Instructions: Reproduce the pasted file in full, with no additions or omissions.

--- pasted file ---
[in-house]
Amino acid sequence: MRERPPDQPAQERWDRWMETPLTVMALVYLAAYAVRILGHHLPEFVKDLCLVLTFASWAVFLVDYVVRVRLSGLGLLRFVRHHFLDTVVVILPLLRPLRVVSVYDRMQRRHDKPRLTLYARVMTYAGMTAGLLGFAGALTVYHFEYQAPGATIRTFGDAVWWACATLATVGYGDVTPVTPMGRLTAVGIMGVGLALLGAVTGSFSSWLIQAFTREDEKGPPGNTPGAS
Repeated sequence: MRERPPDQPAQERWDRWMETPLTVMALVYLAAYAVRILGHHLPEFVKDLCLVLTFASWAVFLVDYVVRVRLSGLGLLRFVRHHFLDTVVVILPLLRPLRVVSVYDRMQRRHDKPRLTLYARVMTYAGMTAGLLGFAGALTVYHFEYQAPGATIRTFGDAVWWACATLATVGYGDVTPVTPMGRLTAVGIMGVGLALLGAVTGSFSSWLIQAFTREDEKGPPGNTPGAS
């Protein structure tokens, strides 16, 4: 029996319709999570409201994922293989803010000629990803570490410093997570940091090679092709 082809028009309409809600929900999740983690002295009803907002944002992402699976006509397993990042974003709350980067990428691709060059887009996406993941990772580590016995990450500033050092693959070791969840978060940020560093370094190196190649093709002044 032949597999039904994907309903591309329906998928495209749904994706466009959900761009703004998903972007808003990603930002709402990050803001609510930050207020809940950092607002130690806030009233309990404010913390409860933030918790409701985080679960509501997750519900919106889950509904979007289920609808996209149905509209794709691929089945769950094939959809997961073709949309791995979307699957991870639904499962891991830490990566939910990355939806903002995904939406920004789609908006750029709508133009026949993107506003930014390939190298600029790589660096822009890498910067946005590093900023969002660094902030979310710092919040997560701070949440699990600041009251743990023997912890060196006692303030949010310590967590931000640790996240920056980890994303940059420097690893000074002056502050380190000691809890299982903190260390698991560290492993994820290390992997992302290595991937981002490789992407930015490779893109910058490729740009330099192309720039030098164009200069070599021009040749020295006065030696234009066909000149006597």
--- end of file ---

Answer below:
[in-house]
Amino acid sequence: MRERPPDQPAQERWDRWMETPLTVMALVYLAAYAVRILGHHLPEFVKDLCLVLTFASWAVFLVDYVVRVRLSGLGLLRFVRHHFLDTVVVILPLLRPLRVVSVYDRMQRRHDKPRLTLYARVMTYAGMTAGLLGFAGALTVYHFEYQAPGATIRTFGDAVWWACATLATVGYGDVTPVTPMGRLTAVGIMGVGLALLGAVTGSFSSWLIQAFTREDEKGPPGNTPGAS
Repeated sequence: MRERPPDQPAQERWDRWMETPLTVMALVYLAAYAVRILGHHLPEFVKDLCLVLTFASWAVFLVDYVVRVRLSGLGLLRFVRHHFLDTVVVILPLLRPLRVVSVYDRMQRRHDKPRLTLYARVMTYAGMTAGLLGFAGALTVYHFEYQAPGATIRTFGDAVWWACATLATVGYGDVTPVTPMGRLTAVGIMGVGLALLGAVTGSFSSWLIQAFTREDEKGPPGNTPGAS
């Protein structure tokens, strides 16, 4: 029996319709999570409201994922293989803010000629990803570490410093997570940091090679092709 082809028009309409809600929900999740983690002295009803907002944002992402699976006509397993990042974003709350980067990428691709060059887009996406993941990772580590016995990450500033050092693959070791969840978060940020560093370094190196190649093709002044 032949597999039904994907309903591309329906998928495209749904994706466009959900761009703004998903972007808003990603930002709402990050803001609510930050207020809940950092607002130690806030009233309990404010913390409860933030918790409701985080679960509501997750519900919106889950509904979007289920609808996209149905509209794709691929089945769950094939959809997961073709949309791995979307699957991870639904499962891991830490990566939910990355939806903002995904939406920004789609908006750029709508133009026949993107506003930014390939190298600029790589660096822009890498910067946005590093900023969002660094902030979310710092919040997560701070949440699990600041009251743990023997912890060196006692303030949010310590967590931000640790996240920056980890994303940059420097690893000074002056502050380190000691809890299982903190260390698991560290492993994820290390992997992302290595991937981002490789992407930015490779893109910058490729740009330099192309720039030098164009200069070599021009040749020295006065030696234009066909000149006597």